Privately insured people suffering from drug and alcohol addiction or mental health conditions pay more out-of-pocket for care and are more likely to see out-of-network providers than people with chronic physical health conditions, according to a new study in JAMA Network Open.
Between the lines: These costs prevent people from receiving care. The study used data from 2012–2017, a time frame during which the opioid epidemic was ravaging communities across the country.
By the numbers: Patients with mental health conditions spent $341 more on cost-sharing for out-of-network care than people with diabetes did.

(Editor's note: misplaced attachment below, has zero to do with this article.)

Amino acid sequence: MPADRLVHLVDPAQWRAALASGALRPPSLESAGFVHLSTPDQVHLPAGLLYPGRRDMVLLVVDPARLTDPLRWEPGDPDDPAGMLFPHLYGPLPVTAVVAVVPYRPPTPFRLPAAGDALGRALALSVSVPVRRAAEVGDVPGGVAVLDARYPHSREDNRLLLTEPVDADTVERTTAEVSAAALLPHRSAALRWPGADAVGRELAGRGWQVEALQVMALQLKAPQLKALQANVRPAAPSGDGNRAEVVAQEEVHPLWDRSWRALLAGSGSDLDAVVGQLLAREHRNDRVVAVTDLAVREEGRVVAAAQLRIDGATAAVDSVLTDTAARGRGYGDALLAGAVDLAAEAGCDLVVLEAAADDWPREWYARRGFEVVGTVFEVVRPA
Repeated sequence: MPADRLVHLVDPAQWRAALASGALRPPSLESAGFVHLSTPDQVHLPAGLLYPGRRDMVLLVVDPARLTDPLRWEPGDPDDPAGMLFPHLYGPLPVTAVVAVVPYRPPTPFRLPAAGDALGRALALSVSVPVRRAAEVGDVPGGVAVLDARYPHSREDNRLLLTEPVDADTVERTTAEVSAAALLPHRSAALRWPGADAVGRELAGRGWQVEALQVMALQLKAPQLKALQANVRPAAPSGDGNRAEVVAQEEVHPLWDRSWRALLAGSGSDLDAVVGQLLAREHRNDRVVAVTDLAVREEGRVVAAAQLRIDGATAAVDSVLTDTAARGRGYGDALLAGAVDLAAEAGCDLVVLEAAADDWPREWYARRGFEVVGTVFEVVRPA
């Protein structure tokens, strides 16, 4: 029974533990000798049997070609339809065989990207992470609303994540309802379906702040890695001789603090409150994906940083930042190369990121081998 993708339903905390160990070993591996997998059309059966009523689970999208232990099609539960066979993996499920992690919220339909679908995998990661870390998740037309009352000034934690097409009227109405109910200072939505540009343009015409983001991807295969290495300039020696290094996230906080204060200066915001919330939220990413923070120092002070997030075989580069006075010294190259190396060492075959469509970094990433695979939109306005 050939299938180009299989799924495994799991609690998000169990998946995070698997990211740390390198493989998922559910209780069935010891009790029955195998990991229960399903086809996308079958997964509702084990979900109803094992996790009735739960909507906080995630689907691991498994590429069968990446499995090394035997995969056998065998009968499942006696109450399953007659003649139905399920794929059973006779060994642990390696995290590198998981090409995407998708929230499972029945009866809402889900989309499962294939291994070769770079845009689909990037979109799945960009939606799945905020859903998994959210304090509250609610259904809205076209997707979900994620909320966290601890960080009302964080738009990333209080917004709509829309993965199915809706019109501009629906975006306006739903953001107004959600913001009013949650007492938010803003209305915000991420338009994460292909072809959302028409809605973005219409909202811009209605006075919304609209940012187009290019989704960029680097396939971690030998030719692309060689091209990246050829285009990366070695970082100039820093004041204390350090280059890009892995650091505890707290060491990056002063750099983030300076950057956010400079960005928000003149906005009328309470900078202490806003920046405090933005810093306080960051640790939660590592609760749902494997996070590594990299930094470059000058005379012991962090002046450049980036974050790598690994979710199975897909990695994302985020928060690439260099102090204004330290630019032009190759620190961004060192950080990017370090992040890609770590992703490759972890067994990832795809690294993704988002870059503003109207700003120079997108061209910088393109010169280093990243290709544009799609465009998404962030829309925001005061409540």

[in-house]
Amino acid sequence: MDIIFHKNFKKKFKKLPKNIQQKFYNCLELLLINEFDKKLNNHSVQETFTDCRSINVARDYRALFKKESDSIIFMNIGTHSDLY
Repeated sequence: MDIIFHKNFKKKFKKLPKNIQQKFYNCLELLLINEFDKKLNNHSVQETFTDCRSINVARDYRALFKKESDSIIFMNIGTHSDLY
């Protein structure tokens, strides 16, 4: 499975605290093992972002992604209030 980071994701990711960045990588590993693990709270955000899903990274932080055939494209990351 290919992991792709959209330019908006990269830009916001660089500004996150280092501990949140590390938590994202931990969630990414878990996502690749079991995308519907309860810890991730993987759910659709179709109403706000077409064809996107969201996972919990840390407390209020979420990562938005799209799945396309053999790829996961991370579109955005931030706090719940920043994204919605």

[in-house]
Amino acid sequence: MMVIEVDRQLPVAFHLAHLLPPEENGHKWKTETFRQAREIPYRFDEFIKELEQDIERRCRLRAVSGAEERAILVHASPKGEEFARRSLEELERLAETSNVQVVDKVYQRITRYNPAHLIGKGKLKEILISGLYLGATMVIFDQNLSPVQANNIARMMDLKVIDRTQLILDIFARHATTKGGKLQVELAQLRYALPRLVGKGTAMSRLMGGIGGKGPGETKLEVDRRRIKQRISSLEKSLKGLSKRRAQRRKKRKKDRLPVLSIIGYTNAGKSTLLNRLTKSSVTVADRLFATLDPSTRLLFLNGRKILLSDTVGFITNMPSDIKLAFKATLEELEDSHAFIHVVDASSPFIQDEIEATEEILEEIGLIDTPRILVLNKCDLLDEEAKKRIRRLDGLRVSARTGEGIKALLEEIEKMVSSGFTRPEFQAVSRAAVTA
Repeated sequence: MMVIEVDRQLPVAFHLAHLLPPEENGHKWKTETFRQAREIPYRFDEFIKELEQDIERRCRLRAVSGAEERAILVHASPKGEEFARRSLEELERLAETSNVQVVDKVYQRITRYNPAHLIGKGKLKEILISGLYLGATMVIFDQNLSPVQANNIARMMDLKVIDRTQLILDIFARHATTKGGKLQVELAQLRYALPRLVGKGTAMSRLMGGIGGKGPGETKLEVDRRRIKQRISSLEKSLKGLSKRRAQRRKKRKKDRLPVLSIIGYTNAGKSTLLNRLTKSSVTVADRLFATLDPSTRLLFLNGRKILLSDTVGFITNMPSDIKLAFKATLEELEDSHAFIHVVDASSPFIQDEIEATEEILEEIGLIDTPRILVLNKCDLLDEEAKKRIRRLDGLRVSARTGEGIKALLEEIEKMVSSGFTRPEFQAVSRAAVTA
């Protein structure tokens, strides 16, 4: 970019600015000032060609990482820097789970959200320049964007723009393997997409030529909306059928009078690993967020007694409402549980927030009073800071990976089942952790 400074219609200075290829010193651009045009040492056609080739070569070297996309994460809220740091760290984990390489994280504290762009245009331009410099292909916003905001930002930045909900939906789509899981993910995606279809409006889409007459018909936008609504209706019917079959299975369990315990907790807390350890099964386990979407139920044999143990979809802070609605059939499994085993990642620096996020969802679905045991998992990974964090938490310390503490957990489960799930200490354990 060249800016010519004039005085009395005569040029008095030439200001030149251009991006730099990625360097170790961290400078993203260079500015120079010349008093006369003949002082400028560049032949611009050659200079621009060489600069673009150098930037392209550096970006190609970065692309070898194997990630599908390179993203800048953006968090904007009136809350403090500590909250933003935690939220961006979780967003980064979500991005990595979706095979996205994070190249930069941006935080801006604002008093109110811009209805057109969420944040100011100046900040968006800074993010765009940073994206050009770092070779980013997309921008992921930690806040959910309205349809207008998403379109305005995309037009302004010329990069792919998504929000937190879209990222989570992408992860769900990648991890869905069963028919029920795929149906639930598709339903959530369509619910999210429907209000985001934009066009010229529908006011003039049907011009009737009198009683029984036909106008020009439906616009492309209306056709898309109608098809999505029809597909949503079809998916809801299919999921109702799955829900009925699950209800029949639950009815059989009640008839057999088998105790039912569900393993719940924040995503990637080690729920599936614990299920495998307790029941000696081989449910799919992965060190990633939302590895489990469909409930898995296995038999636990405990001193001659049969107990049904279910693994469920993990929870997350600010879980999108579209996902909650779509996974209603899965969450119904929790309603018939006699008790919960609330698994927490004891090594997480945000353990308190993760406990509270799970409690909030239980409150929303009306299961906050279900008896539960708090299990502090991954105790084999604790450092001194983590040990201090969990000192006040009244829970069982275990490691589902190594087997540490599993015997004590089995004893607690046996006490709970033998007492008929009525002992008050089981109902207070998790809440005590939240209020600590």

- People with drug use disorders spent $1,242 more, and those with alcohol use disorders spent $1,138 more.
This disparity is partially a result of how infrequently behavioral health providers participate in insurance networks.
- "Combined with high demand and low rates of reimbursement, the workforce scarcity of behavioral health clinicians can represent the weakest component of health plan networks," the authors write.